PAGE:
“All our knowledge begins with the senses, proceeds then to the understanding, and ends with reason. There is nothing higher than reason.” – Immanuel Kant
The reason why the ethics is so significant is related to impact of it on a person has on himself and others.Some actions occur where the line between moral and immoral is not clear.Kant wants to clean any confusion on people’s mind by telling us to come up with a maxim for the situation. He argues that if the action is applied as a part of one’s duty, the action is moral. Mill suggests a different way of looking at situations.Mill prefers to suggests analyzing what will bring the greatest amount of happiness to the greatest amount of people instead of instead of obeying the strictly duty.
While comparing both Kant and Mill argumentation, it gives opportunity to people to critically think about the moral value of an action. On a personal level, I have often believed that the consequences are less important than the motive behind the action when it is considered in terms of morality. Although both philosophers philosophized about the same time period, the philosophers have very different ideas about ethics and happiness. Kant, believed in the morality of the good will and duty. He embraced that happiness is an irrelevant because according to him, fulfilling duty is the most important aspect of leading a moral life. Against this argument, John Stuart Mill, who is well known for his utilitarian mindset, the greatest happiness for the greatest amount. While they may have disagreed about what makes an action ethical, Kant and Mill are both extremely significant philosophers whose ideas about morality, duty and happiness are important to critically analyze.
Even if Kant and Mill often differentiate each other, in some cases they can have similar points and beliefs regarding how the moral value of an action should be judged, the relations between the moral and natural good, and what the duty is for both of these. Kant argued that in order for something to be moral, it must be done from duty. He calls this the moral law which is a product of reason or the moral good and said there were two types of this feeling of obligation expressed in the categorical imperative. Essentially, the categorical imperative consists of acting on maxims that can be considered a universal law. By acting on maxims that can be considered moral law, Kant meant that ethical decisions should be based on a greater ideal. This maxim; however, should not just be applicable to you in the situation. Instead, for a maxim to be moral it needs to be applicable to everyone, otherwise it’s not a moral law and not morally rational. The reason this is so important is that it directly relates to a sense of duty. In other words, people make a decision based on what’s best for them and not based on moral reason. Thus for Kant, duty and moral law are very closely linked in the quest for taking ethical actions.
John Stuart Mill, on the other hand, investigates morality a little bit differently. He argues that the amount of suffering and happiness is what indicates the morality of an action and thus strongly believes the consequences of an action are what decide its morality. He claims that an act is good or right insofar as it brings the greatest amount of happiness to the greatest amount of people. By happiness he means pleasure as against to pain and suffering. From his point of view, the happiness derived from an action doesn’t even have to be that person’s own. Rather, as long as it makes more people happy than unhappy, it is moral. The nature of morality of an act for Mill is its consequence. While motive in an action initially affects the person, it has little to do with the consequences. This may sound a bit problematic because it doesn’t adequately explain why a person would care about the happiness of someone else more than their own. However, according to Mill, people still have a tendency to be moral even if the moral path doesn’t make them happy because of internal sanctions. These sanctions ensure a person fulfill his or her utilitarian duty, which is essentially ensuring decisions made about actions cause the least amount of suffering for the smallest amount of people. These sanctions generally show themselves in a person as guilt or other forms of mentally internal pain. For Mill and utilitarianism, sanctions are inevitable if you don’t accept by the philosophy’s rules. As guilt is often a painful enough reason not to do something, a person does not choose happiness over duty.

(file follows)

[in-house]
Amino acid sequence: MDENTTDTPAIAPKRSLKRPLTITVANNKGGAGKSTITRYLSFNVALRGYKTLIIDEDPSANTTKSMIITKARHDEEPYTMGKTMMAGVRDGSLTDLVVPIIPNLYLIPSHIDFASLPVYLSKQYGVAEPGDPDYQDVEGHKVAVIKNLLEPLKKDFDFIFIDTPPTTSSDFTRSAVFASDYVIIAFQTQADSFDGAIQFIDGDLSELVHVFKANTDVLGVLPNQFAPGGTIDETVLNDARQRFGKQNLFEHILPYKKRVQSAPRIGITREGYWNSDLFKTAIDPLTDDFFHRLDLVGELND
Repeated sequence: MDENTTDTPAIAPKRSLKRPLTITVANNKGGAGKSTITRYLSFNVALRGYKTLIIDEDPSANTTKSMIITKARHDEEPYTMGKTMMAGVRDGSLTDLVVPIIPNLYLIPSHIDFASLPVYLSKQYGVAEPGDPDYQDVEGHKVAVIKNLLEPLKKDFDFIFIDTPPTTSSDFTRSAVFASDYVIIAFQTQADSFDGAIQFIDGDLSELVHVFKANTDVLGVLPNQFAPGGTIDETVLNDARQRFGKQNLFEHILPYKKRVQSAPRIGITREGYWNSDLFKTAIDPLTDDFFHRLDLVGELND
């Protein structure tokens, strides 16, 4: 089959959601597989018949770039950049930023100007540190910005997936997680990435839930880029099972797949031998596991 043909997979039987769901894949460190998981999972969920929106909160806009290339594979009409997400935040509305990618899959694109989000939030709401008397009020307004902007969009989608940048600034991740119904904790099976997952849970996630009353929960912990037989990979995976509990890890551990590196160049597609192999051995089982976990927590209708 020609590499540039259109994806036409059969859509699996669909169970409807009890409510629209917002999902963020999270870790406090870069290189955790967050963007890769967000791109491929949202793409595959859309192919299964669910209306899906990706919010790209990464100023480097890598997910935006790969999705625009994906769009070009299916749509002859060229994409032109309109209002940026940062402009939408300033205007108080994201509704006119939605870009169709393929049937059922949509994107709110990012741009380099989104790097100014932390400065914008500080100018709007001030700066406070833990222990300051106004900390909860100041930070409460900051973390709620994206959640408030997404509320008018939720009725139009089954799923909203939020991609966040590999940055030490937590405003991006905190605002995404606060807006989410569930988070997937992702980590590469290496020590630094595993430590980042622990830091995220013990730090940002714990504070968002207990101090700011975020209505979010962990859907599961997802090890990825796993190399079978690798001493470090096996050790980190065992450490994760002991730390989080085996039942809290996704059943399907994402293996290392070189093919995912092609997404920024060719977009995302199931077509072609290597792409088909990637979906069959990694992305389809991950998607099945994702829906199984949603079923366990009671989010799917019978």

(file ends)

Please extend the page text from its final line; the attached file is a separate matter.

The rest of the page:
As a consequence, I try to evaluate the idea of both Kant and Mill argument and they have different approaches to morality by comparing their dissertations. The motives of the actions so as to determine whether the action is morally right or not are based on various consequences and results. In my point of view, Kant arguments about the morality is more relevant and applicable because according to Kant, intention is significant as much as results are important and good intention has ability to make something to morally good regardless of its results. According to Mill; nevertheless, just focusing on the results and the action is determined just according to its result whether its moral or not and I believe that without good intention, an act does not make sense for me and calling the action as a morally right so difficult for myself. Therefore, even if the Mill’s utilitarian approach is correlated with the amount of happiness to the greatest amount of people, it is difficult to accept all sanctions and apply the all sanction for the sake of the maximize both my own happiness and other people’s happiness. Thus, Kantian view seems to me more achievable.
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